Alternatively, when fishing from the shore into shallow harbour channels that are only 2-3 metres deep it is probably best to carry a selection of jig heads ranging in weight from 3 – 10 grams, matched to soft bodies between 5 – 7.5 centimetres in length. When the tidal current is flowing strongly it is best to start by using the heavier 10 gram weight. The aim is to get the soft bodied lure to the bottom quickly in the current but not to anchor it in one spot. It has to bounce along the bottom with the current and look as natural as possible. As the tide ebbs then I will gradually reduce the jig head weight so that it still reaches the bottom and bounces along with the current albeit at a slower speed. Click on the following link for more information: – https://activeanglingnz.com/2015/07/25/wetlining-soft-plastics/
In deep water, particularly where there is current, it may be essential for the jig head to plummet down quickly to the bottom. Selecting a spherical jig head and matching it to a slim tail is a good option. A head that is weighted forward of the tow point will tip the lure downward on the drop and sink with less resistance. If the fish are holding in mid water it may be necessary to adjust the drop speed to ensure that the lure can be intercepted. This is especially true with paddle tailed lures.
Soft bodied lures work best from a drifting boat. Fundamental to boat fishing with soft bodied lures is to cast in the direction that the boat is drifting, ahead of the boat, and to work the lure slowly back towards you as the boat drifts down on it. Here the trick is to make sure the sink rate of the lure is marginally faster than the drift rate of the boat so that the lure gets to the bottom well before the boat arrives. A good place to start is to cast far enough forward to have an angle of 45 degrees from the lure to the rod tip when the lure first hits the bottom.
It is possible to catch fish behind the boat by dragging the lure but casting ahead is generally more productive.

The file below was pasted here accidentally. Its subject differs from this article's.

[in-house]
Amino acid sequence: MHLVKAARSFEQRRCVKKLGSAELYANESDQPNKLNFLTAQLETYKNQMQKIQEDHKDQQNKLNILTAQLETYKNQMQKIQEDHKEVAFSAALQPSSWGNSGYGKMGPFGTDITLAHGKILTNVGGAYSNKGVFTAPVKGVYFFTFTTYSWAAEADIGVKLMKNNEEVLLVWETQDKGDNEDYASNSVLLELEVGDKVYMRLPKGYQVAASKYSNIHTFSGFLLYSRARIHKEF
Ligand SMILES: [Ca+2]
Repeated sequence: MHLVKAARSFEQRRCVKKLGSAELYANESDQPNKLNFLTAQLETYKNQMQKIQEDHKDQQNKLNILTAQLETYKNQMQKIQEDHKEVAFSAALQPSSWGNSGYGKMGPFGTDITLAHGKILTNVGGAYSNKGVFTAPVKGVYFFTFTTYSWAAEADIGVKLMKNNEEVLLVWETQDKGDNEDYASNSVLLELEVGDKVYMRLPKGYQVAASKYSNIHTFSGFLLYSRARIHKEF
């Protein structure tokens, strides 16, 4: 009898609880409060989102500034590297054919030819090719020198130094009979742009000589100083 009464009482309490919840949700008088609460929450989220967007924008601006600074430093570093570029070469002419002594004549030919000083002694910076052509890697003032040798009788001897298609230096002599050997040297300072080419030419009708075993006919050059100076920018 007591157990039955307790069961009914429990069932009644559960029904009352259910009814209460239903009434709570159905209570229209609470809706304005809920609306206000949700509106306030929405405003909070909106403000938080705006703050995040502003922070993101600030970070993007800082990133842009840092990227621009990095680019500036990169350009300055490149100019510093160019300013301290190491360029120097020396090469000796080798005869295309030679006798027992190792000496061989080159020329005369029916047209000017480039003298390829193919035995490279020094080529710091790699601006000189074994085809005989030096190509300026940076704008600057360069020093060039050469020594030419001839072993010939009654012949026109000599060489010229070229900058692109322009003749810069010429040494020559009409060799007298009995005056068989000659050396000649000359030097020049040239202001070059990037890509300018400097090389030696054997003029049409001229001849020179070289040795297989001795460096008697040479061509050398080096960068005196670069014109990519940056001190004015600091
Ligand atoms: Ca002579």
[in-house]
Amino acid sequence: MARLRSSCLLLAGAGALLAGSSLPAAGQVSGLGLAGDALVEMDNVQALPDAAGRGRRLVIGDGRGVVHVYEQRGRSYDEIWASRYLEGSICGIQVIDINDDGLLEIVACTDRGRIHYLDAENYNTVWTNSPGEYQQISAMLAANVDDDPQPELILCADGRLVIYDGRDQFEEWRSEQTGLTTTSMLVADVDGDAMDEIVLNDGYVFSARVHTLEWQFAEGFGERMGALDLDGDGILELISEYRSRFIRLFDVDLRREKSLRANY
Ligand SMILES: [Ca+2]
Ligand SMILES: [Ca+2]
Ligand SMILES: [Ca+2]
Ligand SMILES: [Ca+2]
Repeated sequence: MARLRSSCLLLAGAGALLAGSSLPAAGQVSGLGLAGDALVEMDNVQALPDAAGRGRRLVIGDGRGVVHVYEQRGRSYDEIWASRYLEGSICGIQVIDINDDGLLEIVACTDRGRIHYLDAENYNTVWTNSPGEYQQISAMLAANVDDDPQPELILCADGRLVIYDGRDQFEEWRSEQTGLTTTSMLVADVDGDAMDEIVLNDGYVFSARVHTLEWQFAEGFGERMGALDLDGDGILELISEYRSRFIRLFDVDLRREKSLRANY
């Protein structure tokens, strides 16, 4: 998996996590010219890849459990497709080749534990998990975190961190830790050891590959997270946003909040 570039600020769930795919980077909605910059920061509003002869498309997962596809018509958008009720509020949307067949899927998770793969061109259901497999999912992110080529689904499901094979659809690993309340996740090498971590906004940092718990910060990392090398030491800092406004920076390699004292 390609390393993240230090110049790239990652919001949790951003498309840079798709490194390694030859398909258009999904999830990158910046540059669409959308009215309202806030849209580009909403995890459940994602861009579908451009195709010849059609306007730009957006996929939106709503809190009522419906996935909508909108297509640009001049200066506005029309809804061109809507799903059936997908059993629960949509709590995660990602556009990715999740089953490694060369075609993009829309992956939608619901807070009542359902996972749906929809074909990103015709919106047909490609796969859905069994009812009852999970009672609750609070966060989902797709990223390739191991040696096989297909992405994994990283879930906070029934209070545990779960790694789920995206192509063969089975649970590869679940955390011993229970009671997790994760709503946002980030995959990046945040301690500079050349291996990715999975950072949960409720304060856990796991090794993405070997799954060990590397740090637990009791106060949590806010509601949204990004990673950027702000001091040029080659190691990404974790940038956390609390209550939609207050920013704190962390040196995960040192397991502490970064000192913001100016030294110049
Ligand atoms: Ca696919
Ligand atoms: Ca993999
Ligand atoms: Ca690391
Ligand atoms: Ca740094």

One thing that jig head manufacturers could do to help anglers is actually print or stamp the sink rates on all jig heads or jig head packaging. This would make it so much easier to select a jig head for a particular situation. While I’m on this theme it would also be helpful if they also provided the wire diameter of the hook. You’ll see why shortly.
The next point to consider in selecting a jig head is the size and wire gauge (diameter) of the hook. My preference is always to select the smallest hooks with thinnest gauge wire practicable. The main reason being that it takes less force to set thinner gauge wire hooks. Less force equals better hook up rates.
In the image below the wire diameter of the top jig head is roughly 1.7 times greater than the bottom jig head. This means that it will require around 3 times more force to set the top hook to the same depth. It is very hard to do that, even with braid, so hook up rates suffer.
For more information on hook penetration click on: – https://activeanglingnz.com/2015/10/08/hook-penetration/
Obviously thin hooks are not as strong as heavier gauge wire hooks so there is a trade-off between hook up rates and making sure the hook does not bend during the fight, especially if you are using heavy drag settings to try and stop a fish from gaining sanctuary in foul ground. If you select jig heads that are made using quality hooks from reputable manufacturers, such as Owner, Gamakatsu, Mustad and Eagle Claw, then you are less likely to have performance issues.
My current strategy is to select jig heads based on the fish that I am likely to encounter and the conditions that I am fishing in. The common wire gauges (diameters) that I tend to use are summarised in the table below:-
When fishing in shallow estuaries with minimal foul ground, targeting fish smaller than 2.5 kilograms with lures smaller than 7.5 centimetres, there is comparatively little risk associated with using fine wire hooks. When you hook up on something big it is possible to let it run and wear it down using the rod and a relatively light drag setting.
However, if you are targeting big fish in gnarly ground with lots of current then using heavy wire jig heads is a must simply because heavy drag settings are required to stop the fish from reaching cover and breaking off.
I tend to also select the smallest hook size practical for the lure size that I’m fishing. For lures less than 7.5 centimetres in length the optimum hook size is probably 2/0 – 3/0. Typically, if the hook is bigger than this then it does not match the size of the soft plastic that is being threaded on and the lure will not track properly. As a rough guide:-
- the hook gape should not be more than 1.5 times greater than the depth of the soft plastic being threaded on.
- when the soft plastic is threaded on the hook gape should not sit further back than halfway along the length of the tail else it will restrict the movement of the tail (see below).
The final point that I want to make about jig heads is the collar that the soft plastic is threaded over to keep it on the hook. Many collars are too large for small lures and split the bodies which affects how well the soft bodied lure tracks when retrieved. This is a failing with many of the common brands available in the market. Bear this in mind when selecting jig heads.